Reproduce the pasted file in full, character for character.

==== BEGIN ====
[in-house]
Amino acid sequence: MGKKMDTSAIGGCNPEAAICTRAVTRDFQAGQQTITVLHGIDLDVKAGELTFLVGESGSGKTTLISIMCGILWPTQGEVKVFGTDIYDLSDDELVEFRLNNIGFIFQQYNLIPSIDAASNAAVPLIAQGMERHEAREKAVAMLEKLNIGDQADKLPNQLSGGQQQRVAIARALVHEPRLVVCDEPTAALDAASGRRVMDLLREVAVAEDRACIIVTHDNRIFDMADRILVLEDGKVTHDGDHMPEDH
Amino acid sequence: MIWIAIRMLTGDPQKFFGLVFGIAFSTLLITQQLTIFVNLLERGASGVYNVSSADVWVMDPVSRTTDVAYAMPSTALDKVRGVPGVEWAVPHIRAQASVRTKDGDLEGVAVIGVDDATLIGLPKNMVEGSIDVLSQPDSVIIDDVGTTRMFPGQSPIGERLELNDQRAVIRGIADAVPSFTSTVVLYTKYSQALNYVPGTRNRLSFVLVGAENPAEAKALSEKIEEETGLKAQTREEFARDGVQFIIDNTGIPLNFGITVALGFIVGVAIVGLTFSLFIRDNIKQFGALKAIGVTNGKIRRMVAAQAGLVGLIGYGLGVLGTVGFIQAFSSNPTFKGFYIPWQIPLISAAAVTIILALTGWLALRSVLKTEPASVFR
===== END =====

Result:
[in-house]
Amino acid sequence: MGKKMDTSAIGGCNPEAAICTRAVTRDFQAGQQTITVLHGIDLDVKAGELTFLVGESGSGKTTLISIMCGILWPTQGEVKVFGTDIYDLSDDELVEFRLNNIGFIFQQYNLIPSIDAASNAAVPLIAQGMERHEAREKAVAMLEKLNIGDQADKLPNQLSGGQQQRVAIARALVHEPRLVVCDEPTAALDAASGRRVMDLLREVAVAEDRACIIVTHDNRIFDMADRILVLEDGKVTHDGDHMPEDH
Amino acid sequence: MIWIAIRMLTGDPQKFFGLVFGIAFSTLLITQQLTIFVNLLERGASGVYNVSSADVWVMDPVSRTTDVAYAMPSTALDKVRGVPGVEWAVPHIRAQASVRTKDGDLEGVAVIGVDDATLIGLPKNMVEGSIDVLSQPDSVIIDDVGTTRMFPGQSPIGERLELNDQRAVIRGIADAVPSFTSTVVLYTKYSQALNYVPGTRNRLSFVLVGAENPAEAKALSEKIEEETGLKAQTREEFARDGVQFIIDNTGIPLNFGITVALGFIVGVAIVGLTFSLFIRDNIKQFGALKAIGVTNGKIRRMVAAQAGLVGLIGYGLGVLGTVGFIQAFSSNPTFKGFYIPWQIPLISAAAVTIILALTGWLALRSVLKTEPASVFR